In their latest annual Kelly Global Workforce Index survey, Kelly Services provide a window into employee attitudes towards performance-based pay.

Their 2010 report shows that 30 per cent of employees are currently included in a pay for performance scheme. Interestingly, Gen X and Gen Y workers are much more likely to be included in such a scheme.

Of those employees not currently in a pay for performance arrangement, 37 per cent indicated that their productivity would increase if their pay was linked to performance results.

Before you rush out to implement a pay for performance scheme in your organization, consider these points:

1. The majority of respondents not currently on performance-based pay did not believe that including them within such a scheme would boost their performance.

2. Of the minority that did believe that their productivity would increase, take care to separate a belief from actuality. Implementing a pay for performance scheme may turn out to be an expensive way of finding out that many people are not in fact motivated by more money.

3. Make sure that your pay for performance scheme balances team rewards with individual rewards. Incentive schemes weighted towards individual rewards can be counterproductive in encouraging selfish, maverick behavior.

4. Ensure that your incentive scheme fires up only once a minimum trigger point is reached. Handing out bonus payments when the company is suffering a loss for that year is a sure fire way to go broke.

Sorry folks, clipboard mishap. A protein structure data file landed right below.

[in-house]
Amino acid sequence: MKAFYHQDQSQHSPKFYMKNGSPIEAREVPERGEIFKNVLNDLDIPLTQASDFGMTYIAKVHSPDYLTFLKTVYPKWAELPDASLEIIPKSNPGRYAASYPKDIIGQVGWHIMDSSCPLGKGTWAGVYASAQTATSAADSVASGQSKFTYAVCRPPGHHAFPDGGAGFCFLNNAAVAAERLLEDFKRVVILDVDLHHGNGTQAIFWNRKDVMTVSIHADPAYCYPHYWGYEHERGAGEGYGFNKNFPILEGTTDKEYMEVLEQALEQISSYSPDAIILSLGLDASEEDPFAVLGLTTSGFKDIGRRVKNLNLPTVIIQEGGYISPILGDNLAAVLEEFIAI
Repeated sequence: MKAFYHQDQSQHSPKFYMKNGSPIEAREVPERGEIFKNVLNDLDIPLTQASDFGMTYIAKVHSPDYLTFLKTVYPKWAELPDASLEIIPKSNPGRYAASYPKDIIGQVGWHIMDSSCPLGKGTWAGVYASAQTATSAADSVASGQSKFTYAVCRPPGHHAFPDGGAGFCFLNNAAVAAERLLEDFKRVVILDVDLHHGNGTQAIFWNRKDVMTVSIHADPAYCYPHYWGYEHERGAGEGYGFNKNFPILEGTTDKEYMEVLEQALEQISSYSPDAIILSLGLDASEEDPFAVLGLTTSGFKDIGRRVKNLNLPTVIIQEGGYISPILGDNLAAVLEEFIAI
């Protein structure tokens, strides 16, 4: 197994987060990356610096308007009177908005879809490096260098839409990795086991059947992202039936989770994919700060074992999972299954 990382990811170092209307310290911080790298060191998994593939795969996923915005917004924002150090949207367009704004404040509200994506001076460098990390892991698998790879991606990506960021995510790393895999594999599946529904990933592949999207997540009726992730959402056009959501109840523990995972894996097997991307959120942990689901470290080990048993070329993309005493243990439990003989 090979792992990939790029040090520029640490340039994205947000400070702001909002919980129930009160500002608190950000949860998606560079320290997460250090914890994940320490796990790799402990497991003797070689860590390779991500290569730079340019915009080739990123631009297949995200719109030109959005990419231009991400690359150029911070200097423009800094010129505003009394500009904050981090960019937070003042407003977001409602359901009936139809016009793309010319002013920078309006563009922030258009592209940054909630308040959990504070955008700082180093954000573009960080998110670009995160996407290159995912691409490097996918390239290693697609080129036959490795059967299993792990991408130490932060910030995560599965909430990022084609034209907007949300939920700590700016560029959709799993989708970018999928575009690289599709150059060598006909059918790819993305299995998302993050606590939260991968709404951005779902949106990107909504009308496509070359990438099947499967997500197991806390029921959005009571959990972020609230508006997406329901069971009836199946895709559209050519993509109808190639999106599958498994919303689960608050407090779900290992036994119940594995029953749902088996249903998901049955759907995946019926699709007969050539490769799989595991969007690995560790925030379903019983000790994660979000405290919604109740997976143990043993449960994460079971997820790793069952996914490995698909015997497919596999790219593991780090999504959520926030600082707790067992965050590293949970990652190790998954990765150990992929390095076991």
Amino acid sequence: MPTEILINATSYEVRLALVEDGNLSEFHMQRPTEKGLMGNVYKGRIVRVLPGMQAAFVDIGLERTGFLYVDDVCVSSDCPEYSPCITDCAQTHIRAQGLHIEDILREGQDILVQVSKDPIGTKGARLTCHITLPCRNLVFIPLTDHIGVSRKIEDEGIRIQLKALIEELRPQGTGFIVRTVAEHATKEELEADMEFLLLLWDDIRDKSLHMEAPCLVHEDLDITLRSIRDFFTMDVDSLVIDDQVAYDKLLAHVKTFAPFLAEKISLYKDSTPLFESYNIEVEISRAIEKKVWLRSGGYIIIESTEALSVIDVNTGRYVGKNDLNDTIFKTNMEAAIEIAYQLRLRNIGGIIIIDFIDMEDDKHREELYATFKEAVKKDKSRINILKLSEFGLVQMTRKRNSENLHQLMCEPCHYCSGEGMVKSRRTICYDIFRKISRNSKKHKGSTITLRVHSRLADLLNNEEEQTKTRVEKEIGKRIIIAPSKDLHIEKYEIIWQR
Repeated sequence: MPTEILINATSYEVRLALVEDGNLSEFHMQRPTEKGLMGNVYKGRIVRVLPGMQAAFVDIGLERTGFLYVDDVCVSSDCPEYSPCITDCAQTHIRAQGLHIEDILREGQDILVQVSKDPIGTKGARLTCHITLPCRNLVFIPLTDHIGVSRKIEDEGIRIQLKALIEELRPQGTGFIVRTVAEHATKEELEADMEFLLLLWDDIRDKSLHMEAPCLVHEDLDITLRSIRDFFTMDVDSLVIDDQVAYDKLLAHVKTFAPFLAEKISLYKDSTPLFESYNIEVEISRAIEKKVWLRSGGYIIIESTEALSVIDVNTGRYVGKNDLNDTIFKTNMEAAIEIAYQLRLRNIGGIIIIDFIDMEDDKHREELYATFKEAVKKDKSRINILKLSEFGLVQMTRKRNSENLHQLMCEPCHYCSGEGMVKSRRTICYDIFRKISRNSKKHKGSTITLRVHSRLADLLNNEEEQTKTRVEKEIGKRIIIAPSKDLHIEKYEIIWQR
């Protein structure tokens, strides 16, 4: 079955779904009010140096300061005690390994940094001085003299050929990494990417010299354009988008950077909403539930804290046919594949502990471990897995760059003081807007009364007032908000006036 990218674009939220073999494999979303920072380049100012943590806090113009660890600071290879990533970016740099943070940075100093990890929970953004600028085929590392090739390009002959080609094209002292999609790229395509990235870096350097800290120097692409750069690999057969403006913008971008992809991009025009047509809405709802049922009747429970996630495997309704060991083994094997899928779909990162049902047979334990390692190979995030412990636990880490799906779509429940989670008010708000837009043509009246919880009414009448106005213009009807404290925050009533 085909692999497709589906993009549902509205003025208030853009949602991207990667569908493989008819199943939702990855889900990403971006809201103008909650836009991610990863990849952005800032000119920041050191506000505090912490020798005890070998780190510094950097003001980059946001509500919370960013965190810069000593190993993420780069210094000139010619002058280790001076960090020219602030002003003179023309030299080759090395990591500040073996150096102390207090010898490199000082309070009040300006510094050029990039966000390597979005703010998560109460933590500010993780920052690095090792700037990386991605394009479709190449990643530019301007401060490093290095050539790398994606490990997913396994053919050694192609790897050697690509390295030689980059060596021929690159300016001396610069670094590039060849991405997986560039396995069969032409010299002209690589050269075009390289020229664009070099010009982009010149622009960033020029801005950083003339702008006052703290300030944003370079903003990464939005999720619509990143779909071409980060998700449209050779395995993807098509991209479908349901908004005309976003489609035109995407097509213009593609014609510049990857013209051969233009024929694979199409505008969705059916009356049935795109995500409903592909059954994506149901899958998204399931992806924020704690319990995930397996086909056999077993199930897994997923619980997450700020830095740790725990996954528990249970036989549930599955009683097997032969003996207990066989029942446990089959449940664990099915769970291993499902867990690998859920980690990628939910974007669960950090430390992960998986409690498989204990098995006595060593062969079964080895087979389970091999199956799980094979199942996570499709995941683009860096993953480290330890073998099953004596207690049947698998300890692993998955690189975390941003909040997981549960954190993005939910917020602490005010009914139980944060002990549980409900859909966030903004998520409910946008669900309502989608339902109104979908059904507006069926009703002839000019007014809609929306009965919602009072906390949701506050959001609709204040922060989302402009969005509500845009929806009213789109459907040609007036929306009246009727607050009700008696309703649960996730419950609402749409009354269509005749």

5. With your scheme, make sure there is a line of sight between the individual’s and team’s results and the actual reward. If employees cannot see the connection between what they do and the rise and fall of the performance results being paid on, any supposed incentive is diminished.

6. One year’s bonus may become next year’s entitlement. Be mindful that after implementing a pay for performance scheme, employee expectations may increase as their sense of obligation wanes.

Pay for performance may work well in some industries and for some job role types. Conduct thorough research before committing to performance-based pay. Once you commit, design the scheme very carefully, considering all of the different permutations and combinations possible.

Implementing a poorly thought out scheme will markedly increase your organization’s payroll liabilities with no or a marginal increase in productivity. In such cases, when the magnitude of the disaster has set in, withdrawing the bonus scheme will only make matters worse as morale and productivity plummet.


Kelly Global Workforce Index 2010 Survey

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